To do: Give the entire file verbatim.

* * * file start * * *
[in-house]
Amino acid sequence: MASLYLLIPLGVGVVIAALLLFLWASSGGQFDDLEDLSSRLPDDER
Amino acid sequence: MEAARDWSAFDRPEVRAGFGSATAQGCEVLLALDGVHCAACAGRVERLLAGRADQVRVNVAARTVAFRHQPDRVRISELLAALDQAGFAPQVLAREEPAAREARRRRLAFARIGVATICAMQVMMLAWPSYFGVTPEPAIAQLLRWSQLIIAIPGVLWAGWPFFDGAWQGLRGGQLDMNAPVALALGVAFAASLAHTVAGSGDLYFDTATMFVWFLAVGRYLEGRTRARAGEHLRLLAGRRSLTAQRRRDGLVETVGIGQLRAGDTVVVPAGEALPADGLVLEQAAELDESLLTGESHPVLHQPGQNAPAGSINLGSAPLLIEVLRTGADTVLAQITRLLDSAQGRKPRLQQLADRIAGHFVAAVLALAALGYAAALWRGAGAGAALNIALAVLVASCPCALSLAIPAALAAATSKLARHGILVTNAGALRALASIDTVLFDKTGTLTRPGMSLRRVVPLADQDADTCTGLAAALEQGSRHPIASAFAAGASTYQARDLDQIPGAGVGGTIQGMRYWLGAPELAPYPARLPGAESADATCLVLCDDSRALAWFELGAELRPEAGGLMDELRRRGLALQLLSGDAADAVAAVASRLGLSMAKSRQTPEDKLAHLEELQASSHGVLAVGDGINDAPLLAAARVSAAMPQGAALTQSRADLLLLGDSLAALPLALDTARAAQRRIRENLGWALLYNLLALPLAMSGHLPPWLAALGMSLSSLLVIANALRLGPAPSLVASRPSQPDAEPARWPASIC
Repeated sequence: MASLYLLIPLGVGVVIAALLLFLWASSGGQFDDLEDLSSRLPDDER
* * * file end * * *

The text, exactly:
[in-house]
Amino acid sequence: MASLYLLIPLGVGVVIAALLLFLWASSGGQFDDLEDLSSRLPDDER
Amino acid sequence: MEAARDWSAFDRPEVRAGFGSATAQGCEVLLALDGVHCAACAGRVERLLAGRADQVRVNVAARTVAFRHQPDRVRISELLAALDQAGFAPQVLAREEPAAREARRRRLAFARIGVATICAMQVMMLAWPSYFGVTPEPAIAQLLRWSQLIIAIPGVLWAGWPFFDGAWQGLRGGQLDMNAPVALALGVAFAASLAHTVAGSGDLYFDTATMFVWFLAVGRYLEGRTRARAGEHLRLLAGRRSLTAQRRRDGLVETVGIGQLRAGDTVVVPAGEALPADGLVLEQAAELDESLLTGESHPVLHQPGQNAPAGSINLGSAPLLIEVLRTGADTVLAQITRLLDSAQGRKPRLQQLADRIAGHFVAAVLALAALGYAAALWRGAGAGAALNIALAVLVASCPCALSLAIPAALAAATSKLARHGILVTNAGALRALASIDTVLFDKTGTLTRPGMSLRRVVPLADQDADTCTGLAAALEQGSRHPIASAFAAGASTYQARDLDQIPGAGVGGTIQGMRYWLGAPELAPYPARLPGAESADATCLVLCDDSRALAWFELGAELRPEAGGLMDELRRRGLALQLLSGDAADAVAAVASRLGLSMAKSRQTPEDKLAHLEELQASSHGVLAVGDGINDAPLLAAARVSAAMPQGAALTQSRADLLLLGDSLAALPLALDTARAAQRRIRENLGWALLYNLLALPLAMSGHLPPWLAALGMSLSSLLVIANALRLGPAPSLVASRPSQPDAEPARWPASIC
Repeated sequence: MASLYLLIPLGVGVVIAALLLFLWASSGGQFDDLEDLSSRLPDDER